There is little clinically confirmed support for the effectiveness of UVGI cleaners in reducing health symptoms in either airstream or surface applications. Despite UVGI’s ability to deactivate some surface-grown microorganisms, data linking the effectiveness of UVGI systems to reduced health symptoms in sensitive populations such as children, asthmatic and allergic individuals, and the elderly are not available for residential settings.

  • Some air cleaners may produce new, potentially toxic pollutants or may re-disperse old ones.

A limited number of studies report that irradiation by UVGI lamps reduce vegetative bacteria and molds that are either airborne or growing on moist HVAC surfaces. However, the dead mold spores may still cause allergic reactions in some people.

High moisture and elevated temperatures can promote bacteria and mold growth in particulate filter media. Air filters may re-emit bacteria and mold spores during HVAC startup and off-and-on operations when air velocity suddenly increases.


Ozone generators sold as air cleaners for use in occupied indoor spaces produce ozone, a lung irritant. Electronic air cleaners, such as ion generators and electrostatic precipitators, have the potential to emit potentially dangerous levels of ozone. Contamination of electrode surfaces in electronic air cleaners may cause increased ozone levels. There also have been reports of electronic air cleaners producing fine particulate material from the reaction of ozone produced in the corona discharge with other chemicals indoors.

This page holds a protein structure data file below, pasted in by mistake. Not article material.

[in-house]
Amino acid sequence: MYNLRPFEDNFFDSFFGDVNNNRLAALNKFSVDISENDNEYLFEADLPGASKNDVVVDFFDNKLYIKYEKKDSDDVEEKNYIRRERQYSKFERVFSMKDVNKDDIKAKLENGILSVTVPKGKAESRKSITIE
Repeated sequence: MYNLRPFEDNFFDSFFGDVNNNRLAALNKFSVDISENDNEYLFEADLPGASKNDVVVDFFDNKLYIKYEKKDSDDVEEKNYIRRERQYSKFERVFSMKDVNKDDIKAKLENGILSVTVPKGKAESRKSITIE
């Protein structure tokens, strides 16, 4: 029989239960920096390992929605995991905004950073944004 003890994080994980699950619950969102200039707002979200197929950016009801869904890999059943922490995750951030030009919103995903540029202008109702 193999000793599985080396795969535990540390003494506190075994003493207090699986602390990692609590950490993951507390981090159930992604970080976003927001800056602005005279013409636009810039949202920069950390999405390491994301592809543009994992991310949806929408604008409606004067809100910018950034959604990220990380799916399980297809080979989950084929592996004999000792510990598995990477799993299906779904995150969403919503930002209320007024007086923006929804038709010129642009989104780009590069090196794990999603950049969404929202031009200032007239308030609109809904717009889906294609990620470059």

Liquid tobacco smoke particles trapped by an air filter may give off odorous organic gases. Saturated sorbent filters may also release trapped gaseous pollutants back into the airstream. If a PCO system’s design parameters do not match the pollutant targeted for decomposition, the PCO cleaner may create, as a result of the oxidation process of certain VOCs in indoor air, by-products that are indoor air pollutants.

Current evidence suggests that air cleaning may have a useful role when used in conjunction with source control and ventilation with clean outdoor air.


[Editor's note: HHI maintains that non-ozone-producing air cleaners are helpful in many cases - despite the lack of definitive proof of health benefits - especially when paired with eliminating sources of pollution and ensuring good ventilation.]


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Will Air Cleaning Reduce Health Effects from Indoor Air Pollutants?:  Created on December 25th, 2010.  Last Modified on December 27th, 2010